I want to talk briefly about my own experience with the Klon. The introduction of the Klon back in the early to mid ′90s is arguably one of the most significant milestones in the world of overdrive pedals.
Many moons ago, back in the early ′90s, the maker of the pedal, Bill Finnegan, came to my house with one of the original Klon prototypes. We sat and I jammed with the pedal through the amps I was using back then. I had a couple of Seymour Duncan convertible 100 amps. Yes, very, very heavy, and very, very loud. The Convertibles were ambitious amps that were a little ahead of their time. They had interchangeable tube modules that would, in effect, allow you to create a new amp within a couple of minutes of re-configuring of the order in which they were placed. One of the two channels was a dedicated overdrive channel. Back in the late ′80s and early ′90s, the OD tones we chased were loud and saturated, humbucker-driven. I will admit, back then, I was not ready to spend the $225 for an OD pedal when I thought I already had the killer tones of the day. In retrospect, of course, my tone was actually nowhere near as great as I thought, and Bill was way ahead of the curve with his vision for the pedal and the market for boutique pedals.
Since then, the Klon has become the industry standard for quality overdrive and can be found on the boards of most of the pros whose tones we know and love. More than 8,000 Klons in different incarnations have all been hand made and tested by Bill and are out there in the world, making great music. In addition, there are many, many clones of his original design (Klon clones!) that are being made on smaller levels by other builders. Those clones range in the $100-$200 price range and some have even developed a reputation.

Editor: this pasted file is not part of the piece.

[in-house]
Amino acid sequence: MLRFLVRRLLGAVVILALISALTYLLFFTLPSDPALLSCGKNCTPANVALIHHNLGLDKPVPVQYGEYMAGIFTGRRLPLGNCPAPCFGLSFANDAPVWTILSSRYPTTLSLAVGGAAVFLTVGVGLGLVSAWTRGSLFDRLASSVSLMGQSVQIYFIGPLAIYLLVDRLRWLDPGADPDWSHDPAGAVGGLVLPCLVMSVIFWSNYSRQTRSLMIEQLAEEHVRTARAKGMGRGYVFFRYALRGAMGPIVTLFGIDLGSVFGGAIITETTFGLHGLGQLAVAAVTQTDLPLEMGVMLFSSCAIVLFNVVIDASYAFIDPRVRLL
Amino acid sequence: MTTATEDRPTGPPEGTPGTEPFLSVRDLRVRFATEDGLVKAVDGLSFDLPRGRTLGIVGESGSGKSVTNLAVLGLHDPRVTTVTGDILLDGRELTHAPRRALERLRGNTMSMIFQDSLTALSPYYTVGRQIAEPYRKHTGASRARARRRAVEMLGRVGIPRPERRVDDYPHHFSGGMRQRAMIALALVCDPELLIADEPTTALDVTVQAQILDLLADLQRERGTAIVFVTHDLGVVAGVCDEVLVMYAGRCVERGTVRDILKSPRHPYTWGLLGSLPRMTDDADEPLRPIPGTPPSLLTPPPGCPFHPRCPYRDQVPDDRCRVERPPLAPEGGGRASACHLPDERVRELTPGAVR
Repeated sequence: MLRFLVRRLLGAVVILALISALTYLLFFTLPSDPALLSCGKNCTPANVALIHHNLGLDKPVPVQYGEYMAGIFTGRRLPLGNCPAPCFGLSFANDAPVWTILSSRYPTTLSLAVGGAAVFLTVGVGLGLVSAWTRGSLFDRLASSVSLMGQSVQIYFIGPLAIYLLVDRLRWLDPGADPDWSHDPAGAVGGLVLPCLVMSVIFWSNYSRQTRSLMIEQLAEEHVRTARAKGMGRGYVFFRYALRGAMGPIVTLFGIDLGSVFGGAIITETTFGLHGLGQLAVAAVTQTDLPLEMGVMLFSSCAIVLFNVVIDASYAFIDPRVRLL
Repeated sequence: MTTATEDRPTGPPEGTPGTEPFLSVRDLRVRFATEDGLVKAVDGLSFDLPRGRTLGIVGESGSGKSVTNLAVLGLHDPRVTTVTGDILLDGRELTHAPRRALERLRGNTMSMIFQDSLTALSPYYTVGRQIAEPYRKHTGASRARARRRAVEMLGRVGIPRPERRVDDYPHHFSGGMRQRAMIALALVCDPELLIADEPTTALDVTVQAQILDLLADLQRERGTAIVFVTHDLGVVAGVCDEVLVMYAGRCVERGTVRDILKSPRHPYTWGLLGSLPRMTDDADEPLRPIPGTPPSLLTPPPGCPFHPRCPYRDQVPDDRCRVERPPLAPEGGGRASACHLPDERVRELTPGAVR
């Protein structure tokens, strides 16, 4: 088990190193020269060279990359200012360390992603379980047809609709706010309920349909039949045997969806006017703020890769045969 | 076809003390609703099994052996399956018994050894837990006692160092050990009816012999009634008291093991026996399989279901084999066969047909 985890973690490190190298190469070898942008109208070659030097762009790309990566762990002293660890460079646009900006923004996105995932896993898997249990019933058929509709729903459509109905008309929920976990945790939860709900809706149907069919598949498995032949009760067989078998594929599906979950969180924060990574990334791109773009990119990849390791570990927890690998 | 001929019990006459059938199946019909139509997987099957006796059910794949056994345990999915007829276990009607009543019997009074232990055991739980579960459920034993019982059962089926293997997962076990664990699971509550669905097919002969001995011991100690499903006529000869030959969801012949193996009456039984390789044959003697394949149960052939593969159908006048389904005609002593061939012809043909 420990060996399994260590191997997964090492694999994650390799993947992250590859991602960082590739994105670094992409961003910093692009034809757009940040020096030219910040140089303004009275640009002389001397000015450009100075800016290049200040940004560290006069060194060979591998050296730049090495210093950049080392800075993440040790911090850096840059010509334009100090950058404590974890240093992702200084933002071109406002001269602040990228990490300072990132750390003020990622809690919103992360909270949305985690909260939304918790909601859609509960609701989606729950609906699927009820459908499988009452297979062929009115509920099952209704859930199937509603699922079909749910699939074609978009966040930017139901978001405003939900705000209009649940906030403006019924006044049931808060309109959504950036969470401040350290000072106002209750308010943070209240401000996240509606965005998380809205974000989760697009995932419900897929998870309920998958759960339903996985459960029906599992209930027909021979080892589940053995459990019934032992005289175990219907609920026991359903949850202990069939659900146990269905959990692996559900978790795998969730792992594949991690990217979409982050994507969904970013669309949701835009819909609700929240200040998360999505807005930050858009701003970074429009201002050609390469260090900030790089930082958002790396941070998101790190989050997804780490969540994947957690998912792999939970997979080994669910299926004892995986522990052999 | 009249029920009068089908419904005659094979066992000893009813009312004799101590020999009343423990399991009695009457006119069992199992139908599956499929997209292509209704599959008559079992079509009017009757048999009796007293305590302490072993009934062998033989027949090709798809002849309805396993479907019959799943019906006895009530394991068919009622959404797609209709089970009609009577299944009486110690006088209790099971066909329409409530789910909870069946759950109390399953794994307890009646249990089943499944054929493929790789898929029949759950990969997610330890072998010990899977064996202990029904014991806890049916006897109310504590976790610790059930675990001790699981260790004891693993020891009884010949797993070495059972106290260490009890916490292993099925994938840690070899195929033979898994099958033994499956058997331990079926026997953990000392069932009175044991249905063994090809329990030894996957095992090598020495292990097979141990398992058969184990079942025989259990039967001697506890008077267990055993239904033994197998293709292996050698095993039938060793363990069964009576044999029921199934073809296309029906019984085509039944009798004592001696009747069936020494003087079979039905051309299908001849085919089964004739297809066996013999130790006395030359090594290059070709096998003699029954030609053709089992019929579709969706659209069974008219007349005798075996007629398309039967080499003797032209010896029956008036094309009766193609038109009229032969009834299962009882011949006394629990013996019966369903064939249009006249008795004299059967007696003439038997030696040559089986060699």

I recently re-visited the Klon experience. If you can find one, the originals are cost-prohibitive ranging anywhere from $800-$1,500 on eBay, but usually going for around the $1,000 price range. Bill still makes a newer, smaller version called a KTR, available for around $385 to $500, depending on where you look. For my quest for tone, I went full circle: I found an old one, original gold casing early build. So, how does it sound? Pretty amazing actually…
The more I grow into who I am as a player, the less I use in the way of OD saturation. In short, my idea of an OD pedal has become: “the correct amount and shape of signal that you put into an amp to make the AMP give you the OD.” The end result is OD that does not get lost in the mix when you kick it in. (Have you ever tried to kick your OD pedal in at the high point in the solo only to find that the tones get lost in the drums and the B-3 pads?) I lean toward pedals that give me the shape and size signal that I can push into the amp that makes the best use of the 45w that I am using. Clean boosts work well in this regard for the signal level, but they sound bright and gnarly when engaged. Compensating with the tone controls of the amp alleviates this problem, but then when disengaged, the clean boosts leave your amp sounding dark and scooped. So, the Klon, in my opinion, represents one of the best signals with which you can push your amp into heavenly overdrive. In effect, this pedal is not just a pedal that creates a sound that you amplify, but a dynamic tool that works in combination with your guitar sound, guitar level, amp sound, amp level, and the relationships between your master volume and volume (should you have that option on your amp).
I did a lot of geeking with the Klon, trying it at different levels with different settings of all signal-related volumes in the chain and the results where quite remarkable. So now it has become a staple on my go-to board with my Strat. I wish I had listened to Bill back in the early ′90s: I could have saved myself a lot of money and a couple of (amp-lifting-related) bulging discs in my back! As far as OD goes, a (light) 50w amp, with a Klon and I am a happy camper!
Here is a demo vid with Bill comparing all of his version’s of this legendary pedal. Happy Klonning!